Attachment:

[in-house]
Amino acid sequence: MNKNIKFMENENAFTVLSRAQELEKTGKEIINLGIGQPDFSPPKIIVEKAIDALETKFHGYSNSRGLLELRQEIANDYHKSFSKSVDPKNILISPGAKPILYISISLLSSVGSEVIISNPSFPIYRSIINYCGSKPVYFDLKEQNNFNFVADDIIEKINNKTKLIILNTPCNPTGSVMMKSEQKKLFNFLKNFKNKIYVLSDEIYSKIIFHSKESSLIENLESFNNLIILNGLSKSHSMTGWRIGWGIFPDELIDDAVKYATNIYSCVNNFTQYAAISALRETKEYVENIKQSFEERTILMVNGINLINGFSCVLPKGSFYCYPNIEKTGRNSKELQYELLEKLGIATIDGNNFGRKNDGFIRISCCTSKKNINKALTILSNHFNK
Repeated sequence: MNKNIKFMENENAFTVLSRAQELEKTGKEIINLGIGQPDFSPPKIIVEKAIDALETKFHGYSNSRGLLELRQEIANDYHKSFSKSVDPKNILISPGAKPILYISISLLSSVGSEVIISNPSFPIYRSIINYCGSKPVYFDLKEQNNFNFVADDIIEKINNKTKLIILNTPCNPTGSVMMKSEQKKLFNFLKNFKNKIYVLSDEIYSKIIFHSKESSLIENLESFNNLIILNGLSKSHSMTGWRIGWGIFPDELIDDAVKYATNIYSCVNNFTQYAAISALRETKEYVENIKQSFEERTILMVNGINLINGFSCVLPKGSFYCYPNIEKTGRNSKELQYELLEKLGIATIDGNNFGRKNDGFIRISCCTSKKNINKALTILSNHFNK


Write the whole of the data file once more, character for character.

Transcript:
[in-house]
Amino acid sequence: MNKNIKFMENENAFTVLSRAQELEKTGKEIINLGIGQPDFSPPKIIVEKAIDALETKFHGYSNSRGLLELRQEIANDYHKSFSKSVDPKNILISPGAKPILYISISLLSSVGSEVIISNPSFPIYRSIINYCGSKPVYFDLKEQNNFNFVADDIIEKINNKTKLIILNTPCNPTGSVMMKSEQKKLFNFLKNFKNKIYVLSDEIYSKIIFHSKESSLIENLESFNNLIILNGLSKSHSMTGWRIGWGIFPDELIDDAVKYATNIYSCVNNFTQYAAISALRETKEYVENIKQSFEERTILMVNGINLINGFSCVLPKGSFYCYPNIEKTGRNSKELQYELLEKLGIATIDGNNFGRKNDGFIRISCCTSKKNINKALTILSNHFNK
Repeated sequence: MNKNIKFMENENAFTVLSRAQELEKTGKEIINLGIGQPDFSPPKIIVEKAIDALETKFHGYSNSRGLLELRQEIANDYHKSFSKSVDPKNILISPGAKPILYISISLLSSVGSEVIISNPSFPIYRSIINYCGSKPVYFDLKEQNNFNFVADDIIEKINNKTKLIILNTPCNPTGSVMMKSEQKKLFNFLKNFKNKIYVLSDEIYSKIIFHSKESSLIENLESFNNLIILNGLSKSHSMTGWRIGWGIFPDELIDDAVKYATNIYSCVNNFTQYAAISALRETKEYVENIKQSFEERTILMVNGINLINGFSCVLPKGSFYCYPNIEKTGRNSKELQYELLEKLGIATIDGNNFGRKNDGFIRISCCTSKKNINKALTILSNHFNK